The Maryland Association of Christian Home Educators exists to serve homeschooling families in Maryland.
It executes that mission through support for the legal right
to homeschool, support group networking, a state convention, local conferences and events, informative communications, and individual encouragement.
MACHE exists to…
the journey of every Maryland homeschool family,
them to experts,
them to learn without boundaries.
MACHE serves thousands of homeschooling families in Maryland, delivering a wealth of support, guidance, and information to both new and longtime home educators.
The “MACHE Experience” involves a banding together of homeschoolers to accomplish the task of developing academic and personal excellence by sharing resources, creating connections, enhancing relationships, and breaking down barriers. Acknowledging there is no one “right” way to educate, MACHE acts as an ambassador and champion, serving and protecting the rights of all homeschoolers.
The History of MACHE
Home education, or the education of a child by the parent in the home, has its roots in the founding of the United States. Many of our greatest leaders, scientists, theologians, and innovators were taught at home. As the availability and quality of public education in the 18th and 19th centuries increased, however, many families began to shift the responsibility of education to the community. The modern homeschooling movement in the US began in the late 1970s as educators like John Holt began to express dissatisfaction with the public education system.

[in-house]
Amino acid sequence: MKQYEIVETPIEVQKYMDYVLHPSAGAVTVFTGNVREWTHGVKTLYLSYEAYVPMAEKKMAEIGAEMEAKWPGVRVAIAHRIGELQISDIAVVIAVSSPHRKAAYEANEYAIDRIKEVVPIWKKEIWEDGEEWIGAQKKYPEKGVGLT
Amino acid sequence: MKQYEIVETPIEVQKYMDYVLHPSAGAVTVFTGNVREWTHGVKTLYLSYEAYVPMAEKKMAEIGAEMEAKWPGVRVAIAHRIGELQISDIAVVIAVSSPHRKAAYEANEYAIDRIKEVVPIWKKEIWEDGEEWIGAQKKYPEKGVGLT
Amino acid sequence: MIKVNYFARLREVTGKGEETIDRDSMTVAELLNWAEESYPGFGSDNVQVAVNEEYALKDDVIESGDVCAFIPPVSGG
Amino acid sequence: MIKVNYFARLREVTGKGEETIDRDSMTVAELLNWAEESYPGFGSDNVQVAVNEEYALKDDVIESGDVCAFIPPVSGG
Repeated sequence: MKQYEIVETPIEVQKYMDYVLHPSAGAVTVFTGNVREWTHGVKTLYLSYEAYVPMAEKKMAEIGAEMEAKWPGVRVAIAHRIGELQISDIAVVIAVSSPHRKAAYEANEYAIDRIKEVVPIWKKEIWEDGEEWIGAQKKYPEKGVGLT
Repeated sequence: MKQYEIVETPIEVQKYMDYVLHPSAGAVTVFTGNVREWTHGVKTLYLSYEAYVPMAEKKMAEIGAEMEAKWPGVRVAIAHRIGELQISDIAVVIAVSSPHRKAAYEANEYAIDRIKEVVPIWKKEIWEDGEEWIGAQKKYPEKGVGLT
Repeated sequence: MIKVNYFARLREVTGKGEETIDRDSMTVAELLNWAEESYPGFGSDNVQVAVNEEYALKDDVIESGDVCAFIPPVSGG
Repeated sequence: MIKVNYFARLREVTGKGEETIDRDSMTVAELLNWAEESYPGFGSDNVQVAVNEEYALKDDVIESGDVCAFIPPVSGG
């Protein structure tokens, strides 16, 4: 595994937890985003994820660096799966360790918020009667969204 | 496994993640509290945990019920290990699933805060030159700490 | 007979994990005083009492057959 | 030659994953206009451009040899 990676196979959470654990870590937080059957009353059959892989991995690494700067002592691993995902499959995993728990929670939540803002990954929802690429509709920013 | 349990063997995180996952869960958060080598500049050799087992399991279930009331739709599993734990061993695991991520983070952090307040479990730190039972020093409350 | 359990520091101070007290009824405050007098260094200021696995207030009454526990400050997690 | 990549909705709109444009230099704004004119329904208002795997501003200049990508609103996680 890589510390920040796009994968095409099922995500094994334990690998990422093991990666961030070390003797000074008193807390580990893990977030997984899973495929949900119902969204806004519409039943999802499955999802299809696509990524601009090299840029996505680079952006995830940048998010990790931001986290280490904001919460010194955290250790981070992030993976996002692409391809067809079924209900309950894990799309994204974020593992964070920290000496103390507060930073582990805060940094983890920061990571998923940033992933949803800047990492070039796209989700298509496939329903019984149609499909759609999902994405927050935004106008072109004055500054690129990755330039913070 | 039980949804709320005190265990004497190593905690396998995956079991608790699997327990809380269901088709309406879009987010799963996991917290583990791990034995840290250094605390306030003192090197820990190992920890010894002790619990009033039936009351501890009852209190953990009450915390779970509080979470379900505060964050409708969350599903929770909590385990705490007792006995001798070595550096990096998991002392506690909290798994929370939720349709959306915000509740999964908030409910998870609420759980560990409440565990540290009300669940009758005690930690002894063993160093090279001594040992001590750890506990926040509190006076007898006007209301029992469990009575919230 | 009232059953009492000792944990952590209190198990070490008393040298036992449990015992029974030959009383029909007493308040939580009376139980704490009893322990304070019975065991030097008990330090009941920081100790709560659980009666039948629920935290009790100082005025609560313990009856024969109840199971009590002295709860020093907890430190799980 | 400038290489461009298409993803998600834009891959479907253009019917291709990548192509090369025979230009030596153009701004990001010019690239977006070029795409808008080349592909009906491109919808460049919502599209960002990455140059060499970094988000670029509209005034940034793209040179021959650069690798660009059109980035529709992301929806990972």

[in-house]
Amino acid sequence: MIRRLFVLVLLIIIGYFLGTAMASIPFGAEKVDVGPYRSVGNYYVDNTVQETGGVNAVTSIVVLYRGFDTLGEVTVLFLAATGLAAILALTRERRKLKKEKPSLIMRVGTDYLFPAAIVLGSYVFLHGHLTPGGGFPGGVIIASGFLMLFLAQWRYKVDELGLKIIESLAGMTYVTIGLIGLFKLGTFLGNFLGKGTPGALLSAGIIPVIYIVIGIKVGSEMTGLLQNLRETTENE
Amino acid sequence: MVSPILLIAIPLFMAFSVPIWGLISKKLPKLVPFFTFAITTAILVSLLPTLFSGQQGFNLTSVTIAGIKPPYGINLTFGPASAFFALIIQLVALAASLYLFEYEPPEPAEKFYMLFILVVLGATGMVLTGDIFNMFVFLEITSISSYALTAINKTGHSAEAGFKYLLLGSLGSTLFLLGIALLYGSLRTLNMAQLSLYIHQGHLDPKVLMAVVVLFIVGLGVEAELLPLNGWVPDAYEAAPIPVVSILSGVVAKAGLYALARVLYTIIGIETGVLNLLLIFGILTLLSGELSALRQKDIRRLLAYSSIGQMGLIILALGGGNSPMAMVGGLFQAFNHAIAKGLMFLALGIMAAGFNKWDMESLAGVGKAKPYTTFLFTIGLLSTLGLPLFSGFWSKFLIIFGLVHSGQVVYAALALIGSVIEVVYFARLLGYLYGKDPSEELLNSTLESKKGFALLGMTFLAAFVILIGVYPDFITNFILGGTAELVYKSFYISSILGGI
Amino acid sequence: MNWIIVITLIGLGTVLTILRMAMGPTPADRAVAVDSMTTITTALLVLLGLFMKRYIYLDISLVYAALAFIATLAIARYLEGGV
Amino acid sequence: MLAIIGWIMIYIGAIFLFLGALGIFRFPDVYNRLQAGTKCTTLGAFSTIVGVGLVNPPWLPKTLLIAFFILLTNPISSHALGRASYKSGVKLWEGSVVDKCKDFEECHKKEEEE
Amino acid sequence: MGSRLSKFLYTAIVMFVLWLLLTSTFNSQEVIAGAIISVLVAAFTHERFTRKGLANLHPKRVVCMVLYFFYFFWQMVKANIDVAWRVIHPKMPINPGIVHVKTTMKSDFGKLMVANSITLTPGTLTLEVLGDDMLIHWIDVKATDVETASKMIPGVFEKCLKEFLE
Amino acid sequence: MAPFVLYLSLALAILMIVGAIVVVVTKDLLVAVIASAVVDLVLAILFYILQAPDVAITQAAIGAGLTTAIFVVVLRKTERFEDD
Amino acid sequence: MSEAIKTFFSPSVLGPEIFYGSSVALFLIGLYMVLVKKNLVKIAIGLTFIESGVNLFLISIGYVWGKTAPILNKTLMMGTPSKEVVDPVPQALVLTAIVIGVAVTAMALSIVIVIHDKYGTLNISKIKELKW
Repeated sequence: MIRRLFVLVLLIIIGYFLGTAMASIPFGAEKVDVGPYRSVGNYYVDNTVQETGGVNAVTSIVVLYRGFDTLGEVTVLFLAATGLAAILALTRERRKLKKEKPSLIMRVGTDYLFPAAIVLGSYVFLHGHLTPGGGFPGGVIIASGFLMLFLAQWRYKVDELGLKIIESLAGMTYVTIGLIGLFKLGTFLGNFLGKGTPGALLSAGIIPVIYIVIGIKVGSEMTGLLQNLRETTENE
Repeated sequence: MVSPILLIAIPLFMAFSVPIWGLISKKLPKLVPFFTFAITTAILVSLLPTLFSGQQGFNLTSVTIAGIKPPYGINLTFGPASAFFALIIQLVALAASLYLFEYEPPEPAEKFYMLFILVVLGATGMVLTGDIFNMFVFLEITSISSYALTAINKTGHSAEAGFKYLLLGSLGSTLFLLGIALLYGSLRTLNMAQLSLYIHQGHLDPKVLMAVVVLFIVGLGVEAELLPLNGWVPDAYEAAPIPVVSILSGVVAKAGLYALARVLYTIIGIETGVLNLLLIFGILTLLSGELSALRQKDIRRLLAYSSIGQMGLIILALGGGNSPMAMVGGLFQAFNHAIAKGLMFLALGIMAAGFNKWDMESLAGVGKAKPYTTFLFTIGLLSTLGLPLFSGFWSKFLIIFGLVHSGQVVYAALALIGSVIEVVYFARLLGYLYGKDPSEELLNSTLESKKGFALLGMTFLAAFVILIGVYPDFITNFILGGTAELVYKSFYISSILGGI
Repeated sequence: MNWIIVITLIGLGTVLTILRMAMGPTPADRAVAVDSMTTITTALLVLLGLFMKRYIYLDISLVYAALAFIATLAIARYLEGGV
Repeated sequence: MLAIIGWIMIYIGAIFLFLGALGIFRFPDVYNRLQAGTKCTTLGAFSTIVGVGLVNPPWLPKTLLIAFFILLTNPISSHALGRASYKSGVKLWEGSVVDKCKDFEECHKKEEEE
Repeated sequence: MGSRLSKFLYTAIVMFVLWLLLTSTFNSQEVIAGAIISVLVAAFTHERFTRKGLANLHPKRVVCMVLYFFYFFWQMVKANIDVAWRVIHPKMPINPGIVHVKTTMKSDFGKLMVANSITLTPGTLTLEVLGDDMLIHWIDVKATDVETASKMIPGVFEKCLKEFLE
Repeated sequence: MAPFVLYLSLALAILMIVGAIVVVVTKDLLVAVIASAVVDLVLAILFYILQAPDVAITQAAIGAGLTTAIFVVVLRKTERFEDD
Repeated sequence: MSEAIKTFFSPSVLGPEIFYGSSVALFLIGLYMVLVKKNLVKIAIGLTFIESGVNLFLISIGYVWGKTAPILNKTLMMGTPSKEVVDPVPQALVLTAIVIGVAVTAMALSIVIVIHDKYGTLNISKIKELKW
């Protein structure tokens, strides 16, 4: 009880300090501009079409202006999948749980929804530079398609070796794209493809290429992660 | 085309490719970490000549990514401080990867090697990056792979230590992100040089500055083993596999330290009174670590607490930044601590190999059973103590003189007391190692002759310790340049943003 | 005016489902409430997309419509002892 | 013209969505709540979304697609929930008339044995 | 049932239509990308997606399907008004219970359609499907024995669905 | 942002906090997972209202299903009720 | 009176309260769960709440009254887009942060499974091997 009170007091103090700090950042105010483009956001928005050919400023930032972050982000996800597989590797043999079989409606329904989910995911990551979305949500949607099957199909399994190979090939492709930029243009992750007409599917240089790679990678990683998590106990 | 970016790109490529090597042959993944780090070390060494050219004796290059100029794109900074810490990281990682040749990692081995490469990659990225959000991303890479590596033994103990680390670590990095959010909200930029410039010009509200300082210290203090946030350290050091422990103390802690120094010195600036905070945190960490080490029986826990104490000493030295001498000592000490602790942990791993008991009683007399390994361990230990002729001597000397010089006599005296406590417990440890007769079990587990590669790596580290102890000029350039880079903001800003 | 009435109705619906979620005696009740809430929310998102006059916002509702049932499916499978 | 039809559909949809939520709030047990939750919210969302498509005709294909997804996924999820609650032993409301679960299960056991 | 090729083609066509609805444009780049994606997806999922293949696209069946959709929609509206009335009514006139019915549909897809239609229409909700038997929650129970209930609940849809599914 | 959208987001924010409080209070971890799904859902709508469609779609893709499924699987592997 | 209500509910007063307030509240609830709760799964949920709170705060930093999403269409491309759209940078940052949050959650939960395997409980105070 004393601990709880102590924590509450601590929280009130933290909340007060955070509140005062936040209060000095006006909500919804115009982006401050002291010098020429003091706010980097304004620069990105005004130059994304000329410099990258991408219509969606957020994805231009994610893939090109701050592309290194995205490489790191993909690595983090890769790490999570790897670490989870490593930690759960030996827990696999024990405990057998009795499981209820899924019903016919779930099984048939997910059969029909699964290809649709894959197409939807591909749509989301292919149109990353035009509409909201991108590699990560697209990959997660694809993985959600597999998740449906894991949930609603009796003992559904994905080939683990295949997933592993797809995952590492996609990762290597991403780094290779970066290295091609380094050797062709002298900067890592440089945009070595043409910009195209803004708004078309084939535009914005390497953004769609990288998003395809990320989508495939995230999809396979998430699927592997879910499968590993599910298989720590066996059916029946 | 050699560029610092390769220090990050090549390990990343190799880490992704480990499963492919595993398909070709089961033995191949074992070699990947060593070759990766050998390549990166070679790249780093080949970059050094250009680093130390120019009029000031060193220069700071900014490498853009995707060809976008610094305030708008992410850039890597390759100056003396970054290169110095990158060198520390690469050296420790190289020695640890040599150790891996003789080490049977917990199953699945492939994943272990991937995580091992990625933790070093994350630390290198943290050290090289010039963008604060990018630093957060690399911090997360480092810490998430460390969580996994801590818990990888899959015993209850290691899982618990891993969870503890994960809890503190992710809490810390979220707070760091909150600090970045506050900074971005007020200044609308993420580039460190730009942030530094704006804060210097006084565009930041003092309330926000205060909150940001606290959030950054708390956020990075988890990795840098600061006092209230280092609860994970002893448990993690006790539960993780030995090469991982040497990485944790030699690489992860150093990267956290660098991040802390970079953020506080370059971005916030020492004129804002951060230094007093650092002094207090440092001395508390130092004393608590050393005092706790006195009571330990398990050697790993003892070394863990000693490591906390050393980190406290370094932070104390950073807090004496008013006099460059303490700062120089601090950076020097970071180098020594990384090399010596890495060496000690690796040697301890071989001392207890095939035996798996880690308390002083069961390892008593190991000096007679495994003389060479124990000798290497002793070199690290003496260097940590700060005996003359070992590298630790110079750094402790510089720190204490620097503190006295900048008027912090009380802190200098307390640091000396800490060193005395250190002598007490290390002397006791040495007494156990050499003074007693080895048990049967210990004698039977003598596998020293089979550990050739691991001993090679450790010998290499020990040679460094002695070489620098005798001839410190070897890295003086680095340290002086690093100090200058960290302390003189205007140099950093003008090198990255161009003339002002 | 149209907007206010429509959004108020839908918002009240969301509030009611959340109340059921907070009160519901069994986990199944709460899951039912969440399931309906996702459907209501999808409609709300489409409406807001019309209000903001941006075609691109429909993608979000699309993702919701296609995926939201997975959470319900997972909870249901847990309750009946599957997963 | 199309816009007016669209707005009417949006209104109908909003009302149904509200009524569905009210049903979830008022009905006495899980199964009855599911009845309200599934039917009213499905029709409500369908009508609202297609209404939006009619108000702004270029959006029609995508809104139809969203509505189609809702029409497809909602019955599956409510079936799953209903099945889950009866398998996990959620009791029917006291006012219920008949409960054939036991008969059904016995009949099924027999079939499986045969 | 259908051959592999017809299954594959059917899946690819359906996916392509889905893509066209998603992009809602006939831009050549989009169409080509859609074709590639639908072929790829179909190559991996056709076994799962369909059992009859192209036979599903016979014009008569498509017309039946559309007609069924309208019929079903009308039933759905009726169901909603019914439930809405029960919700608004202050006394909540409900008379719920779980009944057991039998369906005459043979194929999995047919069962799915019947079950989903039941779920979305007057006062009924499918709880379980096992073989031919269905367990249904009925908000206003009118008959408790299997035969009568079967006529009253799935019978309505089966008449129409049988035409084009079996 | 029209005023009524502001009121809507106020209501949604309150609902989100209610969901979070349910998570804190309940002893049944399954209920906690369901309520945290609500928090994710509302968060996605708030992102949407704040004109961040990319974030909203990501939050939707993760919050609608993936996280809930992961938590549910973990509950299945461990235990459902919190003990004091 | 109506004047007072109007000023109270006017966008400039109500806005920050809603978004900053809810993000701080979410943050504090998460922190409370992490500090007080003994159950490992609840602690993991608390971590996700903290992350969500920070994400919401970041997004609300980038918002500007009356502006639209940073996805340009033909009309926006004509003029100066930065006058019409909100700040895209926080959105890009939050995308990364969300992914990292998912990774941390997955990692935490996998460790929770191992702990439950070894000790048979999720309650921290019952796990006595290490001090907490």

In Maryland, people like Manfred Smith and Gary Cox began to organize and lobby for homeschool freedom. In early 1984, the Miller family, of Laurel, had charges brought against them for violating the state’s compulsory education law. The case was weak, and ultimately dismissed, however in the fall of 1984 the Maryland State Board of Education passed the first homeschool bylaw prohibiting home education without a teaching certificate – essentially making homeschooling illegal. Smith, Cox, and other pro homeschool activists coordinated their efforts and with the sponsorship of Del John Gary introduced HB 1443 which would have legalized homeschooling with no restrictions in early 1986. The bill passed the House, but was weighed down with very restrictive amendments in the Senate and was ultimately scuttled.
In the summer of 1986, homeschool leaders from across Maryland met with Charles Hornbeck, Superintendent of the State Board of Education, and over the next several months worked together to draft a new homeschool bylaw. As a result of an impressive willingness to listen to the needs of homeschoolers, MD COMAR 13A.10.01 was passed by the State BOE on July, 1 1987.
Two men called to the fight for homeschool freedom, Dave Smith and Jon Shilts, recognized the need for a State level organization that supported the needs of Christian homeschoolers. MACHE was born in 1989, and was later incorporated as a 501c3 with the mission of educating, encouraging, and supporting Maryland families to homeschool their children from a Christian perspective. Through a hugely successful annual curriculum fair, Homeschool Day at the Capitol, and countless hours of answering phone call and email questions, MACHE has met the practical needs of homeschoolers in Maryland for three decades. Through regular meetings and strong relationships with the State Board of Education and Legislators, MACHE has been actively engaged on behalf of homeschooling families in the fight to protect the freedoms so many take for granted. As we look to the future, MACHE is committed to continuing to serve and protect a growing and diversifying body of Maryland Home Educating families.